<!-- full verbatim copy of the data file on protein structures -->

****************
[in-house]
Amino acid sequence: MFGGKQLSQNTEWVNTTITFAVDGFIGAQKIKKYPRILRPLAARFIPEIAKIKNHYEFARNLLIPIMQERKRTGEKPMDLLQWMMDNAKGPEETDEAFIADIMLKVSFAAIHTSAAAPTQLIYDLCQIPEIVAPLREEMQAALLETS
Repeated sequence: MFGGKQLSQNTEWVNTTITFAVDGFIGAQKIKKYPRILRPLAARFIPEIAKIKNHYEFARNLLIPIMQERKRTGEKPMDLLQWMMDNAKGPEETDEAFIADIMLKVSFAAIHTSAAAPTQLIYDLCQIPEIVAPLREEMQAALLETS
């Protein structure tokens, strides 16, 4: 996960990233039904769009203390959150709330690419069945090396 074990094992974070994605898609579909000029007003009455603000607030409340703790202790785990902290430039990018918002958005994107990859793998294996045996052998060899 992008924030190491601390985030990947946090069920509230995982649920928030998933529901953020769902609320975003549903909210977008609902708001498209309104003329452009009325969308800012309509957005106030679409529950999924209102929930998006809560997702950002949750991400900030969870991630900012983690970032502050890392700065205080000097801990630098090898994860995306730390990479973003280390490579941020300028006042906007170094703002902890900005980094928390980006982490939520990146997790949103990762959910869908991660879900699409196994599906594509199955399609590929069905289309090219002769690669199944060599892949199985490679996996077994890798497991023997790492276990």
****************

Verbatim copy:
[in-house]
Amino acid sequence: MFGGKQLSQNTEWVNTTITFAVDGFIGAQKIKKYPRILRPLAARFIPEIAKIKNHYEFARNLLIPIMQERKRTGEKPMDLLQWMMDNAKGPEETDEAFIADIMLKVSFAAIHTSAAAPTQLIYDLCQIPEIVAPLREEMQAALLETS
Repeated sequence: MFGGKQLSQNTEWVNTTITFAVDGFIGAQKIKKYPRILRPLAARFIPEIAKIKNHYEFARNLLIPIMQERKRTGEKPMDLLQWMMDNAKGPEETDEAFIADIMLKVSFAAIHTSAAAPTQLIYDLCQIPEIVAPLREEMQAALLETS
């Protein structure tokens, strides 16, 4: 996960990233039904769009203390959150709330690419069945090396 074990094992974070994605898609579909000029007003009455603000607030409340703790202790785990902290430039990018918002958005994107990859793998294996045996052998060899 992008924030190491601390985030990947946090069920509230995982649920928030998933529901953020769902609320975003549903909210977008609902708001498209309104003329452009009325969308800012309509957005106030679409529950999924209102929930998006809560997702950002949750991400900030969870991630900012983690970032502050890392700065205080000097801990630098090898994860995306730390990479973003280390490579941020300028006042906007170094703002902890900005980094928390980006982490939520990146997790949103990762959910869908991660879900699409196994599906594509199955399609590929069905289309090219002769690669199944060599892949199985490679996996077994890798497991023997790492276990």